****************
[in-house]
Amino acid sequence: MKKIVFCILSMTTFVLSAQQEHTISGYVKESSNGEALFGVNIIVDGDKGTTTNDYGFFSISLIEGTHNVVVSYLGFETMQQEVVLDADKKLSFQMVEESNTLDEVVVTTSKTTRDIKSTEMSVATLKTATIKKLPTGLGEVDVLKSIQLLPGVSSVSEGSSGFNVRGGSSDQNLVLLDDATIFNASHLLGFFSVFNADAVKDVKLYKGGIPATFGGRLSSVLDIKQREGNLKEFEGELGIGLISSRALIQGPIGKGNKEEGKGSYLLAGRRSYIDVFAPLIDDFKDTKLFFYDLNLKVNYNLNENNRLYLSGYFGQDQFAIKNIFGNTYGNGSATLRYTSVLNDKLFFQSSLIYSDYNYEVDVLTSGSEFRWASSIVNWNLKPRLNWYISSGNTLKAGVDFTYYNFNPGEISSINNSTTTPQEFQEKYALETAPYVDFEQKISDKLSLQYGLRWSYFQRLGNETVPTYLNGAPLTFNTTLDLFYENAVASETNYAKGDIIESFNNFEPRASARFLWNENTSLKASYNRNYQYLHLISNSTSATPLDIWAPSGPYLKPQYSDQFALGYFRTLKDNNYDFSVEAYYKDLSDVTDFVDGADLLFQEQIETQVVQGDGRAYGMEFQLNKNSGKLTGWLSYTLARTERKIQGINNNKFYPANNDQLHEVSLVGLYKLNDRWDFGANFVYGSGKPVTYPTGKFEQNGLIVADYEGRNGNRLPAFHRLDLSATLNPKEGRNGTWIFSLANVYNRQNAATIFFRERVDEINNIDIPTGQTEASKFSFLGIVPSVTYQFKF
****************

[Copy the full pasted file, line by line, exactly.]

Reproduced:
[in-house]
Amino acid sequence: MKKIVFCILSMTTFVLSAQQEHTISGYVKESSNGEALFGVNIIVDGDKGTTTNDYGFFSISLIEGTHNVVVSYLGFETMQQEVVLDADKKLSFQMVEESNTLDEVVVTTSKTTRDIKSTEMSVATLKTATIKKLPTGLGEVDVLKSIQLLPGVSSVSEGSSGFNVRGGSSDQNLVLLDDATIFNASHLLGFFSVFNADAVKDVKLYKGGIPATFGGRLSSVLDIKQREGNLKEFEGELGIGLISSRALIQGPIGKGNKEEGKGSYLLAGRRSYIDVFAPLIDDFKDTKLFFYDLNLKVNYNLNENNRLYLSGYFGQDQFAIKNIFGNTYGNGSATLRYTSVLNDKLFFQSSLIYSDYNYEVDVLTSGSEFRWASSIVNWNLKPRLNWYISSGNTLKAGVDFTYYNFNPGEISSINNSTTTPQEFQEKYALETAPYVDFEQKISDKLSLQYGLRWSYFQRLGNETVPTYLNGAPLTFNTTLDLFYENAVASETNYAKGDIIESFNNFEPRASARFLWNENTSLKASYNRNYQYLHLISNSTSATPLDIWAPSGPYLKPQYSDQFALGYFRTLKDNNYDFSVEAYYKDLSDVTDFVDGADLLFQEQIETQVVQGDGRAYGMEFQLNKNSGKLTGWLSYTLARTERKIQGINNNKFYPANNDQLHEVSLVGLYKLNDRWDFGANFVYGSGKPVTYPTGKFEQNGLIVADYEGRNGNRLPAFHRLDLSATLNPKEGRNGTWIFSLANVYNRQNAATIFFRERVDEINNIDIPTGQTEASKFSFLGIVPSVTYQFKF